House Democrats to hold first impeachment hearing

Jerrold Nadler, Adam B. Schiff

House Judiciary Committee Chairman Jerrold Nadler, D-N.Y., left, and House Intelligence Committee Chairman Adam B. Schiff, D-Calif., pause before taking questions from reporters after passage of a resolution to take legal action against President Donald Trump’s administration and potential witnesses, a response to those who defy subpoenas in Congress’ Russia probe and other investigations, on Capitol Hill in Washington, Tuesday, June 11, 2019. (AP Photo/J. Scott Applewhite)

WASHINGTON D.C. (KETK) – Democrats on the House Judiciary Committee will hold their first official hearing in an impeachment investigation of President Trump on Thursday.

Former Trump campaign manager Corey Lewandowski is scheduled to appear before the committee to discuss the findings of the Mueller report.

With Lewandowski being such a staunch supporter and ally of Trump, it is highly unlikely that any bombshells will drop during the hearing. Mueller himself testified last summer in a hearing many called a setback for the Democrats.

The hearing will highlight fractures in the Democratic party about what to do about potential impeachment proceedings.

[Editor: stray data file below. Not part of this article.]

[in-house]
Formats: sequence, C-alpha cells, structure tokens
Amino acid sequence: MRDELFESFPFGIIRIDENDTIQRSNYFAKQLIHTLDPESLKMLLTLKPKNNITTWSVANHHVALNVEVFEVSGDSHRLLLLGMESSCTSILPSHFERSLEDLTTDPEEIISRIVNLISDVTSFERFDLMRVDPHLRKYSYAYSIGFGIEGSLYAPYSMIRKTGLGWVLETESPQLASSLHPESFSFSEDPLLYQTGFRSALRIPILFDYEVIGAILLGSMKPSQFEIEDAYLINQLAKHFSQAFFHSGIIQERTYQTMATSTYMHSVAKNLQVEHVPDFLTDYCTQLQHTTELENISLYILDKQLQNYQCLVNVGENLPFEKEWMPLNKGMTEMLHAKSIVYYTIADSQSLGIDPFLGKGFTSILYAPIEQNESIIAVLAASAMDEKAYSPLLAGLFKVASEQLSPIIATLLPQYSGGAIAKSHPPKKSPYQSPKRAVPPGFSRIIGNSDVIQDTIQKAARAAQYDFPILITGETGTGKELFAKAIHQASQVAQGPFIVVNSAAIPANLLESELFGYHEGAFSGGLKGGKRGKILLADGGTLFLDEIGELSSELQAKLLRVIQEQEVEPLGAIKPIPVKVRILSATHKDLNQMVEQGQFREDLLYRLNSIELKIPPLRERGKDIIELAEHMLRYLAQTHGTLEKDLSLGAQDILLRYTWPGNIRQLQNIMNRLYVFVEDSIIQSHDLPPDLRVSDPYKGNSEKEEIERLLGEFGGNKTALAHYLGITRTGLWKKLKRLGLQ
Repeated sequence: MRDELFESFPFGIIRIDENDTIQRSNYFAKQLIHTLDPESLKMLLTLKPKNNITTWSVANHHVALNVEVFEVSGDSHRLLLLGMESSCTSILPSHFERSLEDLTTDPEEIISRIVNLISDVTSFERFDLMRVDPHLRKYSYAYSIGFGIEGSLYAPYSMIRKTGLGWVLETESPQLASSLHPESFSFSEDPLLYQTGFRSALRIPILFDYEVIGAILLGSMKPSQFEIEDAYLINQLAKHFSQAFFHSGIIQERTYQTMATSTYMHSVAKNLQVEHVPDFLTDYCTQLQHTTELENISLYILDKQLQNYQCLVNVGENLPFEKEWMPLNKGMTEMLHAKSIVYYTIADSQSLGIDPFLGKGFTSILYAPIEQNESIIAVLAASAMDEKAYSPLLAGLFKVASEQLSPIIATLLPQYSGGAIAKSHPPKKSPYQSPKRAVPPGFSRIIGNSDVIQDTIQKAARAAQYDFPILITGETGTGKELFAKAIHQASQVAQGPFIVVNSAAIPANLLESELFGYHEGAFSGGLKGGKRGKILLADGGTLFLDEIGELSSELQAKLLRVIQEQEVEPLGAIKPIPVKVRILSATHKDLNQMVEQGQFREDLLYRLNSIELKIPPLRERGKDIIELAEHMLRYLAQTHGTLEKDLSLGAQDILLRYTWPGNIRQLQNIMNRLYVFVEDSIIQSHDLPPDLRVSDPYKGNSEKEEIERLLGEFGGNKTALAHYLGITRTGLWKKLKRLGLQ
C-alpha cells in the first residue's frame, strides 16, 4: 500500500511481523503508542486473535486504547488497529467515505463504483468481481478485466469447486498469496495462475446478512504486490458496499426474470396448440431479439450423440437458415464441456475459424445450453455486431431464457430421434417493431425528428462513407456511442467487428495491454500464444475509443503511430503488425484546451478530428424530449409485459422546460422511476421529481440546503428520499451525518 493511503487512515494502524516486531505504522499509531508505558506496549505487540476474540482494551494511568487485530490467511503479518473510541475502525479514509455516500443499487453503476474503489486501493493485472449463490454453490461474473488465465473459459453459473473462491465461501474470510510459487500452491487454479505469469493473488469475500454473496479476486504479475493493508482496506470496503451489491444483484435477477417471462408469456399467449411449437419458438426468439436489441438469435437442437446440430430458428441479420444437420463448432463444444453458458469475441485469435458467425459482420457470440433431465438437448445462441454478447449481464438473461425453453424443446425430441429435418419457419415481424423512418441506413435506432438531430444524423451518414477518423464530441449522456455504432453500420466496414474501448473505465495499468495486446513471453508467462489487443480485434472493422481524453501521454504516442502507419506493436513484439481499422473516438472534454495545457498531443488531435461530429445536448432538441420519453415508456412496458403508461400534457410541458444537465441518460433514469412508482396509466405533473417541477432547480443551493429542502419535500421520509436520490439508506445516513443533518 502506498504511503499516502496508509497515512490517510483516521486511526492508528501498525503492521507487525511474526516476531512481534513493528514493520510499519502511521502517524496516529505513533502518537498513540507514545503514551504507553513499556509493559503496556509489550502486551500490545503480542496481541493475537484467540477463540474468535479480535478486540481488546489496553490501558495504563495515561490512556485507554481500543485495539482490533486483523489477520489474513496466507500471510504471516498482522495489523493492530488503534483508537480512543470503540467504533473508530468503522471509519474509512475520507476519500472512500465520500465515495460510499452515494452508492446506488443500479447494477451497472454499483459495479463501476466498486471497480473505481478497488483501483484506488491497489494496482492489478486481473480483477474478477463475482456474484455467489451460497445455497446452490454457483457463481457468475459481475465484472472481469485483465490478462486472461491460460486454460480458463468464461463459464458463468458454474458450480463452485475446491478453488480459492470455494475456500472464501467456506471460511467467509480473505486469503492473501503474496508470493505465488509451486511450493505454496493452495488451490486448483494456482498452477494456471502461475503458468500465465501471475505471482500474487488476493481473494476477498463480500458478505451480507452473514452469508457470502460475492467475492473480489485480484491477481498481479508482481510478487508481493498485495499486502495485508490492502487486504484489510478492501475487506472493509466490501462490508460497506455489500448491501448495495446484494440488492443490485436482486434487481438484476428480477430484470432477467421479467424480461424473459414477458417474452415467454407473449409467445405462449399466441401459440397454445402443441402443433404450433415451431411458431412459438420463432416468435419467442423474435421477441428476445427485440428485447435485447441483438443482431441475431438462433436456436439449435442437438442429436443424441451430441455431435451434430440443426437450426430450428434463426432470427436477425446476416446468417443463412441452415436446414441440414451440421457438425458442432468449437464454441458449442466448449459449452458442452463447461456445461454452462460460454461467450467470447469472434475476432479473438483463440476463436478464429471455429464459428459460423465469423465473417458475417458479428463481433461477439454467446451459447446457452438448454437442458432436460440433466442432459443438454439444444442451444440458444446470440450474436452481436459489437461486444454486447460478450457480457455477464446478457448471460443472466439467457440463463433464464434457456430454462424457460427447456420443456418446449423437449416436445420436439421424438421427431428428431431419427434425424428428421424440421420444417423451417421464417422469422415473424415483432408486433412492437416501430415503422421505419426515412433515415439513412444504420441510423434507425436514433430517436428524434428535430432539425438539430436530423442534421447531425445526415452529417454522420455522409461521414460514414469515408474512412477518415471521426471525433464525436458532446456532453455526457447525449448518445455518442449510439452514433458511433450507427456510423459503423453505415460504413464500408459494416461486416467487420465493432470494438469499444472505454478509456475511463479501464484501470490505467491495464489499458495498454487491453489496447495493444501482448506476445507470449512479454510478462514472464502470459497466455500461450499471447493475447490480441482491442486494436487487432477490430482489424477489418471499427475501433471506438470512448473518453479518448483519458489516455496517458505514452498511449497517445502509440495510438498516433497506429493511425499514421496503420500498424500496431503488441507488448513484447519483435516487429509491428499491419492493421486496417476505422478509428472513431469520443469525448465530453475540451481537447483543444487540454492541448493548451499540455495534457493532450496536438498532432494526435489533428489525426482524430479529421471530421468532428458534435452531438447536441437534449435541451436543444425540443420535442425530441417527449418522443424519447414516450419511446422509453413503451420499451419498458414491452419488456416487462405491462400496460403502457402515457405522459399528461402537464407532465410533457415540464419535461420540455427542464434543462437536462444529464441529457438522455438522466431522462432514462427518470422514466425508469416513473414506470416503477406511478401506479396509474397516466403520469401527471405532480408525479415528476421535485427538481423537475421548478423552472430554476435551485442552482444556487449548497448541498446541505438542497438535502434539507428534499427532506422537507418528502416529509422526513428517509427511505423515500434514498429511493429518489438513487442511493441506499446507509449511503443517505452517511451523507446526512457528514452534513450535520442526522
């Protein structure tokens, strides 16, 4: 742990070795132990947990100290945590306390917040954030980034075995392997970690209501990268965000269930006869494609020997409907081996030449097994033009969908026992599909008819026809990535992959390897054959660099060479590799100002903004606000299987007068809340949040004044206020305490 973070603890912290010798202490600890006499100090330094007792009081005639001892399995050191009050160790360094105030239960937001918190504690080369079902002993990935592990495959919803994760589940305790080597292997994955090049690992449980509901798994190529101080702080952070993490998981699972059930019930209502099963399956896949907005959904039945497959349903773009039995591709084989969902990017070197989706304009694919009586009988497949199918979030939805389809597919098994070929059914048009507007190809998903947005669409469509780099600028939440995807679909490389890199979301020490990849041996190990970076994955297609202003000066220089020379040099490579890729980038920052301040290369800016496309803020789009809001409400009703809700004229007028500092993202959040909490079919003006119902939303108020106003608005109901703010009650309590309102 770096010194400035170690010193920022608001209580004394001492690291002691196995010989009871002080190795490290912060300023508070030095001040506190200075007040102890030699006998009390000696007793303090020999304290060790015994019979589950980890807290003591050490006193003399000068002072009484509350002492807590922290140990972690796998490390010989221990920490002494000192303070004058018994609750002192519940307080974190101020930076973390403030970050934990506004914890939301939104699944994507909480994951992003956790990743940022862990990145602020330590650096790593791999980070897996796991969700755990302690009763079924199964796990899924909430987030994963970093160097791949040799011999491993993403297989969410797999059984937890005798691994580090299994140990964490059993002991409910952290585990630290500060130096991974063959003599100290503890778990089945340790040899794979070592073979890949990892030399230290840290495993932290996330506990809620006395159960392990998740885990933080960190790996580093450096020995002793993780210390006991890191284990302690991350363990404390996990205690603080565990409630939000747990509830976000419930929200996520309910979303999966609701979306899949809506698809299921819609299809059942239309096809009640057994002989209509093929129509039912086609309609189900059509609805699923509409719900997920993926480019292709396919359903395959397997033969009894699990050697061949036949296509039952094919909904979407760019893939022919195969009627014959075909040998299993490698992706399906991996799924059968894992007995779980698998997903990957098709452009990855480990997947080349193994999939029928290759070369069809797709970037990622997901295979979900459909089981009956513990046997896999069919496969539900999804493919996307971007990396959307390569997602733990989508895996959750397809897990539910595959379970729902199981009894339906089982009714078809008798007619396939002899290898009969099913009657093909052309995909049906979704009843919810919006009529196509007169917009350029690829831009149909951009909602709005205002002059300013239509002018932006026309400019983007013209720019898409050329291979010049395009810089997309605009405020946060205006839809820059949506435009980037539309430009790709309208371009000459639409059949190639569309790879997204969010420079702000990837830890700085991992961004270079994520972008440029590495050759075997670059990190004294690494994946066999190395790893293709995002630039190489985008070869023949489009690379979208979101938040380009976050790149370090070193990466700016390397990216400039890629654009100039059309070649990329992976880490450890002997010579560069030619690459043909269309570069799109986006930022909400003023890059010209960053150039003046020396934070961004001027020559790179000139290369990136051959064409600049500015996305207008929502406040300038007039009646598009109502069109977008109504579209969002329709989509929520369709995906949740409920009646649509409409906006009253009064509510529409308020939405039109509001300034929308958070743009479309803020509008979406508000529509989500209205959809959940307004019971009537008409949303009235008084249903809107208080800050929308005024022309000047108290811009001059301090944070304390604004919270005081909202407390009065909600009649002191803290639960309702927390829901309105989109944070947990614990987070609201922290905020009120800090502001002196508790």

While the Mueller report found that there was no evidence of a conspiracy by the Trump campaign with Russia to win the 2016 election, it did not exonerate the President of potential obstruction of justice charges.

Many progressive Democrats and presidential candidates have been pushing hard for the House to impeach Trump.

However, House leadership and moderates have been nervous that it could overshadow key issues that Democrats are using to try and win back voters in swing states just one year before the next election.

Also, the Republican-controlled Senate is certain to reject any charges brought against Trump. 20 GOP members would have to defect to remove him from office, providing all Democrats voted ‘yes.’

Lewandowski was a key figure in the Mueller report. Investigators found two incidents where he directed then-Attorney General Jeff Sessions to limit the inquiry. According to the report, Trump told Lewandowski that if Sessions would not meet with him, he would fire the AG.

The former campaign manager, but told former White House aide Rick Dearborn to deliver the message. Dearborn said he was uncomfortable with the request and refused.

Judiciary Chairman Jerry Nadler (D-NY) said that “impeachment is imperative” in order to “vindicate the Constitution”. But he has acknowledged that there has to be greater consensus in their own caucus.

Many of the Democrat moderates are freshmen that helped take back the House for the party during the 2018 election, primarily in suburban districts.

“There’s far too much work left to be done and we are in danger of losing the trust of the American people if we choose partisan warfare over improving the lives of hardworking families,” wrote New York Rep. Max Rose, a Democratic freshman, in a Friday op-ed in the Staten Island Advance newspaper.

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